December 11, 2006

Immersed in Omaha

Teacher honored for preserving tribe's culture, traditions

The approach for first-graders:The classroom is like an earthlodge, the Omahas' traditional dwelling: it's circular, opens to the east, and has a smoke hole (skylight) at the center of its lofted ceiling. The modern version is a cultural immersion chamber.

On a recent day, Judy Prewett's first-graders file into the classroom and sit on the floor in two rows facing one another. Stabler holds up one stuffed animal at a time--fish, bear, horse, dog--identifying each by its Omaha word. She tosses them all onto the floor and, speaking Omaha, taps one student at a time to identify the word she is saying and retrieve the matching animal. She encourages, then praises them in Omaha.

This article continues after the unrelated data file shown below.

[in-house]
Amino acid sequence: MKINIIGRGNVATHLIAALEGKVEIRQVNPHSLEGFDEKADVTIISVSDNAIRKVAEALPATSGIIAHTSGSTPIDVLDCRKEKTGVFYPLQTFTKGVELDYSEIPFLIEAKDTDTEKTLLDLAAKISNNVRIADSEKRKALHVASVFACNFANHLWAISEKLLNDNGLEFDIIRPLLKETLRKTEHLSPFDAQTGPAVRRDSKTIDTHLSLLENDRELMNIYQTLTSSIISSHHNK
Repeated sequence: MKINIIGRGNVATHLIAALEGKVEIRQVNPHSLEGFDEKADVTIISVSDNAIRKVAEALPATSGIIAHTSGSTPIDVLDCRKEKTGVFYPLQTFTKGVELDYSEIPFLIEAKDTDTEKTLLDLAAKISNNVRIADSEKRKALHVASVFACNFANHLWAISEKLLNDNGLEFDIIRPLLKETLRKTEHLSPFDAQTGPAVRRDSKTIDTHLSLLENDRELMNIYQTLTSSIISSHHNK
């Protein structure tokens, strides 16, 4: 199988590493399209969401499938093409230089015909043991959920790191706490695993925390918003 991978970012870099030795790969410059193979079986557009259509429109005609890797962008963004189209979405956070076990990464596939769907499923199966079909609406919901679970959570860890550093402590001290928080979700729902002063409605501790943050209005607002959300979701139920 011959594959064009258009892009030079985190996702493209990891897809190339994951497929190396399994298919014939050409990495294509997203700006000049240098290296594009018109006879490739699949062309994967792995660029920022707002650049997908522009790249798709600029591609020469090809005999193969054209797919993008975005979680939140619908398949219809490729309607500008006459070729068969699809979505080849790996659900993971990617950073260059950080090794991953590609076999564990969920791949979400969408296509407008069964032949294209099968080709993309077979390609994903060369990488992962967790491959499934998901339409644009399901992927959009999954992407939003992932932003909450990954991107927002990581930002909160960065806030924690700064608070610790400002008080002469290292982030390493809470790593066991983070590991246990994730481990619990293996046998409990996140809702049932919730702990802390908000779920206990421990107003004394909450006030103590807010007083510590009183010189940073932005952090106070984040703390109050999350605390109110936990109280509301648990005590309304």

The approach for high-schoolers:The high school students are integrating their knowledge of the Omaha language into the daily life of the community. They produce programs for sports and other events on the reservation which they computer-design using graphics and blending Omaha-language titles with the English-language elements.

And, the high school students taking Omaha Language II are required to teach an elementary class, which means they, too, learn the songs and games. Such familiar songs as "Silent Night," "Twinkle, Twinkle," and "Ring-Around the Rosie" have been translated into Omaha and are used in class.

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